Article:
National group focuses on health of woodcock

By Marty Kovarik Correspondent

Crystal Falls, Mich. — A newly formed conservation group,
organized to focus its attention on the American woodcock, is
growing at a steady pace, says the group’s president, Jim Hammill,
of Crystal Falls.

“Woodcock Limited now has 350 members in 35 states, two Canadian
provinces, and even the U.K.,” Hammill told Michigan Outdoor News.
“Clearly, there is quite a bit of interest in the American woodcock
across the United States. We are trying to bring awareness to the
plight of this special bird that has seen a steady decline in both
the central and eastern flyways.”

The decline in woodcock mirrors the decline in aspen forest
types across the north, according to Hammill. He believes the loss
of habitat to development and the deterioration of quality of
habitat are both to blame. Especially important are early
successional forest types.

Aspen habitats are essential to both American woodcock and
ruffed grouse, two game species pursued by almost a half million
sportsmen and women in the Great Lakes region each year.
Regenerating aspen is critical in providing dense cover that ruffed
grouse and woodcock use for protection against predation. This type
of new-growth forest, created by harvesting aspen, also is
important to many other wildlife species, including white-tailed
deer, neo-tropical songbirds, and even the gray wolf.

One of the goals of Woodcock Limited is to bring awareness of
the importance of this habitat to state and federal agencies and
private landowners.

Hammill said that part of the problem is occurring in the
national forests found in the western Great Lakes region. Much
trouble is created when the U.S. Forest Service puts an aspen cut
up for bid and it is challenged by environmental groups opposed to
clear-cutting. In recent years, the Sierra Club and other
organizations have attempted to slow or halt aspen cuts through
lawsuits.

“There is a lack of follow-though in terms of aspen harvest,”
Hammill said. “(The USFS) is substantially behind in its goals to
maintain this essential forest type.”

Another focus of the group will be to educate private landowners
about the importance of harvesting aspen and to help them manage
their property for wildlife.

Many properties are purchased for camps, investment, or other
recreational purposes. Hammill said studies show that as much as 30
percent of the aspen on private lands will never be cut. To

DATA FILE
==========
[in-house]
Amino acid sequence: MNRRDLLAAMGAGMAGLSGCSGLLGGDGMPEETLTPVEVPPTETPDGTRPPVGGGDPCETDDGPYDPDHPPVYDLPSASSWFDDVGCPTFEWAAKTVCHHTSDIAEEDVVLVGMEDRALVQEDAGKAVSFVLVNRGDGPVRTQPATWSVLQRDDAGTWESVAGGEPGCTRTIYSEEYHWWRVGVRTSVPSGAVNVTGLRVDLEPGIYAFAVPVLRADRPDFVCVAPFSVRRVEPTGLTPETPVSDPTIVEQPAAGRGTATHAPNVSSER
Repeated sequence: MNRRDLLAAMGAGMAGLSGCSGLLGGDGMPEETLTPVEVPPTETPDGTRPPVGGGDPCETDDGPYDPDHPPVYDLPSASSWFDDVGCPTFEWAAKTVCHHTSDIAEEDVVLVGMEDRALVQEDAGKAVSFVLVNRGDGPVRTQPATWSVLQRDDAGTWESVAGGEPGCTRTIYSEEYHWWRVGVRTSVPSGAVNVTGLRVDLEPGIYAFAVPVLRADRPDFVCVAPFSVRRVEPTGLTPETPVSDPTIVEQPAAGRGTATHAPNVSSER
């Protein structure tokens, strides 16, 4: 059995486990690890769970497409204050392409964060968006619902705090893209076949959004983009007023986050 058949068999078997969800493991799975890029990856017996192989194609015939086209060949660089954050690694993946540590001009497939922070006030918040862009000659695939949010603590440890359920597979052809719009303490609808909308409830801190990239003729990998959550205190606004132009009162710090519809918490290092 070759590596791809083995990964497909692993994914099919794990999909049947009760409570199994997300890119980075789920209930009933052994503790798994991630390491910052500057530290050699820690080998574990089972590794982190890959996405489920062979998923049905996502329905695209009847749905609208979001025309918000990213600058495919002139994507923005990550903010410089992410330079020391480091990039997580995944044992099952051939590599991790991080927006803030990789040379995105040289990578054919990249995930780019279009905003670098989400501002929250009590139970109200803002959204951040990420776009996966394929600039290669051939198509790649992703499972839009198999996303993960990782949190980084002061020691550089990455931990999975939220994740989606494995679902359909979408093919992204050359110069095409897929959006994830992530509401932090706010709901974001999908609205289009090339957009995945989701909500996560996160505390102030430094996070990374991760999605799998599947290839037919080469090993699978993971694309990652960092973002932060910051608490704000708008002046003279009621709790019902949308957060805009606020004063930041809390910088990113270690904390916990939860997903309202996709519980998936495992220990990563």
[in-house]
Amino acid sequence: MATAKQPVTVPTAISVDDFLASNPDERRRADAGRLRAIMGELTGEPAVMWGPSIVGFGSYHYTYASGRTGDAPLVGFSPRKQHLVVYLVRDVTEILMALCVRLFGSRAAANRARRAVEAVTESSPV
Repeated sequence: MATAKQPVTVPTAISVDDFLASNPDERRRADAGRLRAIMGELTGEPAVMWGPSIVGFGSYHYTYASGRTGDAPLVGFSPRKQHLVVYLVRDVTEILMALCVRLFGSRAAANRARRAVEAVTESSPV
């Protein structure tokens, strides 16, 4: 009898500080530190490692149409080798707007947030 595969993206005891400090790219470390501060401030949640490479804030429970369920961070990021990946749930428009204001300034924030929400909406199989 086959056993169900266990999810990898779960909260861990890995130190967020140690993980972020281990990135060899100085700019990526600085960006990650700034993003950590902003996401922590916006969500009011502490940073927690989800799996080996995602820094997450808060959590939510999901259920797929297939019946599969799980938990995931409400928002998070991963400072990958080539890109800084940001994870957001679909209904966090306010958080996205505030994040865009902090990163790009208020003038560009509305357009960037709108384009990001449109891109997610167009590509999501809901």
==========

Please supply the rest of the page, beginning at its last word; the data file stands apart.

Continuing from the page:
regenerate, aspen must be cut. If allowed to grow old and fall
over, aspen forests will not regenerate, and other trees such as
red and hard maple will take their place. These slow-growing
hardwood types are not as beneficial to wildlife.

“The steady decline in aspen since the 1940s is directly related
to underharvest,” Hammill said. “Much of this private property will
never be cut unless we reach out to land owners and explain how
important this habitat is to wildlife.”

Woodcock Unlimited plans to reach out to private landowners with
an educational program that will allow them to make good decisions
regarding aspen management. They also plan on linking interested
landowners with forest product companies so they may develop
multiple-age forests on their land. The group believes clear-cuts
on as small as 10 acres of land will be beneficial.

Hammill said he has had some people question the need for
another conservation group dedicated to woodcock, especially when
the Ruffed Grouse Society focuses on both grouse and woodcock.

“It is my opinion that there is plenty of room out there for
conservation work,” he said. “We are just taking a different
approach on how to accomplish goals. We view ourselves as working
as partners with other conservation groups, not as
competition.”

Hammill, who was elected to lead Woodcock Limited in 2005, has
been an avid woodcock hunter since age 12. After 30 years as a
biologist with the Michigan DNR, he recently retired as a U.P.
wildlife supervisor. Currently, he owns Iron Range Consulting and
Services, which focuses on wildlife habitat development for private
landowners.

For more information on Woodcock Limited, visit
www.woodcocklimited.org.

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